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Sunday, May 31, 2009

Mackey: Vision and Reflection

Picking up on my thoughts from yesterday, Mackey is more a fast-moving poet who reflects on spiritual, cultural, and ecstatic matters than he is a spiritual or ecstatic poet. He seems also to be a visionary poet. Both visionaries and those who reflect do so from a position on the edge or outside. (Mackey in interviews often speaks of the edge.)

Take the example of Jayne Cortez. Especially in her live work with the Firespitters and other groups, her work has an immediacy that is necessary for both the spiritual and the ecstatic. Is it an absolute immediacy? Of course not. If that were the case it would be wide open to Derridean deconstruction. As Derrida points out, all language slips, but some slips more than others. Cortez typically is too intense and lacking in irony to create a lot of slippage relative to other poets.

Are intensity and a lack of irony sufficient reasons for a piece to be considered spiritual or ecstatic? I doubt it. But it seems to me they are necessary. Even the hilarious ancient Persian mystic Hafiz had an intensity about him.

Mackey is as interested in deferral, stammer, stutter, and slippage as he is with anything. Perhaps much of his work is not spiritual or ecstatic, but shows forth the stuttering and slippage that occurs with such language but often goes repressed or unnoticed.

Some examples from School of Udhra (I choose it because it is next to my keyboard. Any of his books would show the same sort of pattern):

"not yet asleep I'm no longer awake" (3) [Emphasis is on negation, not ecstasy.]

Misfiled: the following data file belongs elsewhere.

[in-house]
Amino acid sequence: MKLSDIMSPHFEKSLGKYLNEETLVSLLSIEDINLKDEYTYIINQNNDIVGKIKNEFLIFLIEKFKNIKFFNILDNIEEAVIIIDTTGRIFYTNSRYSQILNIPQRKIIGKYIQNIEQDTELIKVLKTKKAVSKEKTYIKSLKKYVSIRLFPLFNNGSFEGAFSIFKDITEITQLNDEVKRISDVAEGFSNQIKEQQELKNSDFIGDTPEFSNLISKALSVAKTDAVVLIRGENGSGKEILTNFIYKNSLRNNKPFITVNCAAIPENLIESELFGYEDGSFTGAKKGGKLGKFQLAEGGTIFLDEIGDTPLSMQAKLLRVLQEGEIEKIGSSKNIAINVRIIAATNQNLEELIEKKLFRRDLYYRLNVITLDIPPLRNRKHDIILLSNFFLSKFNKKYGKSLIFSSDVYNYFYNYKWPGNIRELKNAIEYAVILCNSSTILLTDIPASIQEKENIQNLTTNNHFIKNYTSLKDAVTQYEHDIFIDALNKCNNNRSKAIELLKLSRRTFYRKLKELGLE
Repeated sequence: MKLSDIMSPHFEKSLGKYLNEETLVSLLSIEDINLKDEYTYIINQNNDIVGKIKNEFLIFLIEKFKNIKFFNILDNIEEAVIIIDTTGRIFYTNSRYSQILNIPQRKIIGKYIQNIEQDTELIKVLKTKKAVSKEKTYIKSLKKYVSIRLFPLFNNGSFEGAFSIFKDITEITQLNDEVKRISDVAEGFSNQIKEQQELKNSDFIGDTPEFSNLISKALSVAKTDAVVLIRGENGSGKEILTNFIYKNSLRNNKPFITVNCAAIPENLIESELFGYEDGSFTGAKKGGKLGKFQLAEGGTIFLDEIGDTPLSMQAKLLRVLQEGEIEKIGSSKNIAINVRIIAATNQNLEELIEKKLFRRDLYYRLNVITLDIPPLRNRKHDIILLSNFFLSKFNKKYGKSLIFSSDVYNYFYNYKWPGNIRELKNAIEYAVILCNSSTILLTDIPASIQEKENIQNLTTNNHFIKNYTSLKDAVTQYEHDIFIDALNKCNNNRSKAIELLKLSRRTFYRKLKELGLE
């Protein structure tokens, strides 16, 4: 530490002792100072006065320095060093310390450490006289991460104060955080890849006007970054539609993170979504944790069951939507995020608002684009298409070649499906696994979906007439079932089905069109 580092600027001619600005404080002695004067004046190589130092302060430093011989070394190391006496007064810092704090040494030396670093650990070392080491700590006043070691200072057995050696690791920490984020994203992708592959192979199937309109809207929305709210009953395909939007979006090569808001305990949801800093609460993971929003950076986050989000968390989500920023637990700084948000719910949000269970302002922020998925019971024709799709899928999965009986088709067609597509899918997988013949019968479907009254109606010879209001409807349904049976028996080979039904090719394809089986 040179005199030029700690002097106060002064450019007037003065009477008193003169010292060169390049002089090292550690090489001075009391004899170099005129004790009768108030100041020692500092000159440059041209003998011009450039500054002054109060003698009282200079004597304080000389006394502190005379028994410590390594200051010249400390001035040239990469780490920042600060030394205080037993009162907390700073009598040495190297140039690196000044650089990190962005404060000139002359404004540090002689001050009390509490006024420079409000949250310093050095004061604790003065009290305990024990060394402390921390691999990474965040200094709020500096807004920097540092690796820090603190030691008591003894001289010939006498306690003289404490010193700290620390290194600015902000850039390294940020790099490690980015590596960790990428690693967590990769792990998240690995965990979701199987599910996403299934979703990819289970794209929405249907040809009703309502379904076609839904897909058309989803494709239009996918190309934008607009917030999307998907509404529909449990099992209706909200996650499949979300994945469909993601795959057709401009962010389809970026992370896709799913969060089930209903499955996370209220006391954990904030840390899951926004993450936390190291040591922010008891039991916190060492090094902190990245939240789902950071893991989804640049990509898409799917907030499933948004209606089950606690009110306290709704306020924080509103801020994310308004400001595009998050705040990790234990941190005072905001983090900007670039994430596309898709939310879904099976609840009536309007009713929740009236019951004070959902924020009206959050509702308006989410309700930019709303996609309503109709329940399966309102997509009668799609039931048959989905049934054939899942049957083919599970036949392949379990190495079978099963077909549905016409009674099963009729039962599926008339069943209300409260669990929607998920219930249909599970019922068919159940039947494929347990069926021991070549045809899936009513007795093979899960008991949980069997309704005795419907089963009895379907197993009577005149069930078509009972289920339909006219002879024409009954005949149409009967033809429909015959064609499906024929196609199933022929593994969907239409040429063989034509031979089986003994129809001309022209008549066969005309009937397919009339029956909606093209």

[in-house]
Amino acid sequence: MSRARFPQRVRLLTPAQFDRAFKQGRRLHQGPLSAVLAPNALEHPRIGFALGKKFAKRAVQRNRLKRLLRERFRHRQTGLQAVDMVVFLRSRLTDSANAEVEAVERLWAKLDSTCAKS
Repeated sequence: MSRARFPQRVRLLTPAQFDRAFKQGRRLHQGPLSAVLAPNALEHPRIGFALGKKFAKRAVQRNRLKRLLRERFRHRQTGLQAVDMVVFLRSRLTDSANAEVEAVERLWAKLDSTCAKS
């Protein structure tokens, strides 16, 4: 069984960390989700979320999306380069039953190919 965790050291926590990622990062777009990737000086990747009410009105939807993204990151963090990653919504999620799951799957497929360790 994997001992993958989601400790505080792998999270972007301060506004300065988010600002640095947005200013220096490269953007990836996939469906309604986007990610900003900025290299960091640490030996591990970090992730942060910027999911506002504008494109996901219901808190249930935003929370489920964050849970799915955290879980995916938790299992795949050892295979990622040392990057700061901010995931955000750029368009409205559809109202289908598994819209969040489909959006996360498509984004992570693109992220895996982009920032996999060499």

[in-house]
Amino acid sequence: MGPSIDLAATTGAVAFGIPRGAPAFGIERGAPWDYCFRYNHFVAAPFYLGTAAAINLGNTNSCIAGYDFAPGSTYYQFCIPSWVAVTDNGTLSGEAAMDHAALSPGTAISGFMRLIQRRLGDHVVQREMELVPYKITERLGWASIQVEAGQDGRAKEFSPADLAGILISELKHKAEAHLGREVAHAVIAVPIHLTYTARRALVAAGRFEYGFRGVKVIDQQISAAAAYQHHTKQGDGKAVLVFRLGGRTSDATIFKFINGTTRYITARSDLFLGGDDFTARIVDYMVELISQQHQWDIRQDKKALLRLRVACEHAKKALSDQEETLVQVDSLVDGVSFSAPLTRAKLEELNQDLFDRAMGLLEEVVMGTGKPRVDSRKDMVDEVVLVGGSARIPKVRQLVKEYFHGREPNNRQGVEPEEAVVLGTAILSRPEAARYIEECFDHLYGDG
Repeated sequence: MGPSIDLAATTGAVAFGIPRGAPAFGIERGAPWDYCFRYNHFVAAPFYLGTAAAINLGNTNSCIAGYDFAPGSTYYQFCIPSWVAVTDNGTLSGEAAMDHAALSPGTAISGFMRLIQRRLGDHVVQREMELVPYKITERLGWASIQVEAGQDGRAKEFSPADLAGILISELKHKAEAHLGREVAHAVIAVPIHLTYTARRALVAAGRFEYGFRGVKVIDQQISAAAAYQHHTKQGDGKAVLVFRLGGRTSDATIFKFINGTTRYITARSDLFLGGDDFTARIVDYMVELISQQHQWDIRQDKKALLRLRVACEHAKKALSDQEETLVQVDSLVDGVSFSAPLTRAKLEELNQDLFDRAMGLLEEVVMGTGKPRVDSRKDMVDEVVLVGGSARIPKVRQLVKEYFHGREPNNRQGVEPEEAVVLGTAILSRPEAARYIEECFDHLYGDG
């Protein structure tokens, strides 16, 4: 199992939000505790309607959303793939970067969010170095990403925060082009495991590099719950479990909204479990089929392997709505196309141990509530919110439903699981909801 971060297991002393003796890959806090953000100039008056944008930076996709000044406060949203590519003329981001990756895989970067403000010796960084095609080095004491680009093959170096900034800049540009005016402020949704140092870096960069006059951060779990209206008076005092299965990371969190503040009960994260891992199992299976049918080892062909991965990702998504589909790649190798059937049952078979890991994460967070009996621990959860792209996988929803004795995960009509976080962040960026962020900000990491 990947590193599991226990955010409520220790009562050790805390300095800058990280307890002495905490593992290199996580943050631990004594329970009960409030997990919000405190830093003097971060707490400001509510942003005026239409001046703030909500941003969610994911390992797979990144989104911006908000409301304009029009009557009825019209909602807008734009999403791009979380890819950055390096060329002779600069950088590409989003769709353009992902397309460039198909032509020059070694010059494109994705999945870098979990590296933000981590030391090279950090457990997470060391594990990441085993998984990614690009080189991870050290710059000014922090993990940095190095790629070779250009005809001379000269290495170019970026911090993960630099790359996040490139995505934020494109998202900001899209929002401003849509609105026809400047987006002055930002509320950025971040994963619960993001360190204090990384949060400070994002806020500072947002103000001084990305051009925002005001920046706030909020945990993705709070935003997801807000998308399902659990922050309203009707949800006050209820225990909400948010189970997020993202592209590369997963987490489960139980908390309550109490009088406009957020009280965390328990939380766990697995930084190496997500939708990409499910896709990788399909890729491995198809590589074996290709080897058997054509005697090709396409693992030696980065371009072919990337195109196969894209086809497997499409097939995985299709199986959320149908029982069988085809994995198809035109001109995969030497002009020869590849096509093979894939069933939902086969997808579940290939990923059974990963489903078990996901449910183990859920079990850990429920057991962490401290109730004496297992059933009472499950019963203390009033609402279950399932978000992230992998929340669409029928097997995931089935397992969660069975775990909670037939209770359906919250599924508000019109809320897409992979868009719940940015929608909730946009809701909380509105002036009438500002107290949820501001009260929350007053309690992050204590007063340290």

"Took the dust of an eroded footprint" (4) [Self-cancelling image.]

"at the mention of loss a new convert / to light" (6) [Speech engenders.]

"I sit up holding you a / year ago" (7) [Notice how the shift in tense creates slippage.]

"scorched earth looked at / with outside eyes" (9)

"disembodied voice" (10) [Notice how Mackey speaks of a disembodied voice rather than from one, which would be speaking from a state of ecstasy.]

This goes on throughout Songs of the Andoumboulou.

A note of caution: above I have analyzed thematic content. Mackey's form must also be addressed along these lines. I do so in the post before this one.

Paul Naylor in an excellent article in the Spring 2000 Callaloo seems to disagree with me. He references Heidegger as defining 'ecstasy' as standing outside of one's self in language. "The selves that inhabit the poetic terrain of SoA, are able to stand outside themselves...and it is language that is at once the condition for the possibility of such ecstasy and its site."

Now I don't want to nor claim to critique Naylor in a thorough manner, but I must say I disagree with him on this important point. Ecstasy is not the only way to get outside one's self in language. Reflection can do it as well. Vision is a third way. (By 'vision' I am not referring to a coherence that an artist works toward, but a construction by the artist that, while coherent in some senses, is also quite open. For a writers to have an 'artistic vision' in the most extreme manner would be the end of their writing.)

Naylor seems to argue that Mackey's poetry is the site of ecstasy. I believe that it is the site of reflecting on and constructing visions about, among other things, ecstasy.

A future post will need to consider the interrelationship between this reflection and vision building and Mackey's unique form.

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